Louisiana is culturally divided into the north and south. Shreveport was the jumping off place for the Texas Trail, pioneers coming up the Red River and then driving wagons into Texas. So the culture is much like the rest of the South. On the other hand, French colonists were resettled from Acadia in Canada (Remember Longfellow’s poem, Evangeline?) Acadians became known as Cajuns and much of their culture has persisted, modified by the difficult living conditions and rich food bounty of the swamps.
Over the years, Cajun traditions have spread norh, but it is sometimes hard to find authentic Cajun food nearby. My friend, Reggie Graves, who grew up in East Texas but has lived in Louisiana for many years, told me about a fairly new place near where we are staying. Bergeron’s of Shreveport (Bergeron is one of the common Cajun surnames, so it must be the real thing.) One reason Reggie suggested the place is that they make delicious meat pies.
I drove down the road to find Bergeron’s and pulled in to a shady parking spot under a huge live oak. The store is reminiscent of the country stores you see in Cajun Country, and the inside was also similar. No place to sit and eat, but cases of food are lined up along the walls and in front of a counter and cash register. There was a big tub of cracklins against the back wall. They sell fresh, cooked, and frozen meats, boudin, soups, and prepared items.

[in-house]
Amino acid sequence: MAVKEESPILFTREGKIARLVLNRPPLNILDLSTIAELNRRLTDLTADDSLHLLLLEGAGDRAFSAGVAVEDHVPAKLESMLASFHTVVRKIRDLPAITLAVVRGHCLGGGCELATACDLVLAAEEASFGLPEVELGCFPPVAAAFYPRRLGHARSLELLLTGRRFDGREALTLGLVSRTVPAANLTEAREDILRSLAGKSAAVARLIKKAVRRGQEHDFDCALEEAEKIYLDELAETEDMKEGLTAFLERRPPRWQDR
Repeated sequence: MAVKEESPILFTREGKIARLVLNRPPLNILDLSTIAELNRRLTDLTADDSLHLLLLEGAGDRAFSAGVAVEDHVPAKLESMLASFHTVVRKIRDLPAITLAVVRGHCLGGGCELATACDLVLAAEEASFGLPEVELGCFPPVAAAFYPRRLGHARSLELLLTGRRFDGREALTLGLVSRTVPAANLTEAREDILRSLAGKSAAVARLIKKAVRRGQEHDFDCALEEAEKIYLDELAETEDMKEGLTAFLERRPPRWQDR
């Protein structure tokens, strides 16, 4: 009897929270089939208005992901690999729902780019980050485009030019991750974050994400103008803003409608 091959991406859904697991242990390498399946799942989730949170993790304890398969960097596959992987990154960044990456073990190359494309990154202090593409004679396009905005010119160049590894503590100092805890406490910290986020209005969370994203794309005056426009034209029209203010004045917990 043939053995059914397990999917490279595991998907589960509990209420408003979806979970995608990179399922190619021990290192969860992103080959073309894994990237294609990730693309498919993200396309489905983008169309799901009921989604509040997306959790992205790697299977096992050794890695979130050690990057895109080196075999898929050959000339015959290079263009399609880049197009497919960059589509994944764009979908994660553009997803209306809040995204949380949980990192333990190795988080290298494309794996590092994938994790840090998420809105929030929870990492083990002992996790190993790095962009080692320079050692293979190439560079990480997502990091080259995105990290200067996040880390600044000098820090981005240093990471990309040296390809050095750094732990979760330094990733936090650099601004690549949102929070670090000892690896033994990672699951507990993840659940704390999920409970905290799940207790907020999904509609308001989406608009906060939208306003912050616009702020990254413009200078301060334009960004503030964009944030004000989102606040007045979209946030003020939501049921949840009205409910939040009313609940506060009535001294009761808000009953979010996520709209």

Earlier in the week I had bought frozen tamales at the farmers market from a man who had driven up from Zwolle (zwa-lee), famous for its tamales and its tamale festival. The town is in the Piney Woods, just at the edge of Cajun Country, and it is filled with lumberjacks working in the timber industry
Bergeron’s had more than enough to add to the menu for our dinner menu I had planned that evening.
I bought boudin balls – balls of rice-based boudin sausage coated with spicy bread crumbs and deep fried.
Next was crawfish pistolles. For these you take brown-and-serve French rolls, hollow them out, stuff them with a spicy crawfish mixture, and then deep fry them. I am not making this up.
Then there were chicken patties made of spiced, chopped chicken stuffed with cream cheese and jalapenos, and, of course deep fried.
Finally, I got some meat pies. The originals are from a quaint town south of Shreveport, Natchitoches (nack-a-tish) and they are called Natchitoches meat pies – really like a highly seasoned empanada containing a rich beef and pork farce.
No one is exactly sure of the origins of Zwolle tamales and Natchitoches meat pies. My thought is that both are very old towns and right on the border between the old French and Spanish empires of the region. Borders shifted constantly, and I am certain that settlers did as well.
The food all turned out to be delicious, but my one piece of advice is to be sure to take your Lipitor, and have a big bottle of Tums at your bedside.
2 responses to “LETTER FROM UNSCENE SHREVEPORT: EATIN’ REAL CAJUN”
Oh, the Cajun meat pies look so flaky and filled with moist, juicy goodness! Enjoy your (safe) travels!
Thanks, Shanna. Natchitoches meat pies are among the things I miss most about Louisiana.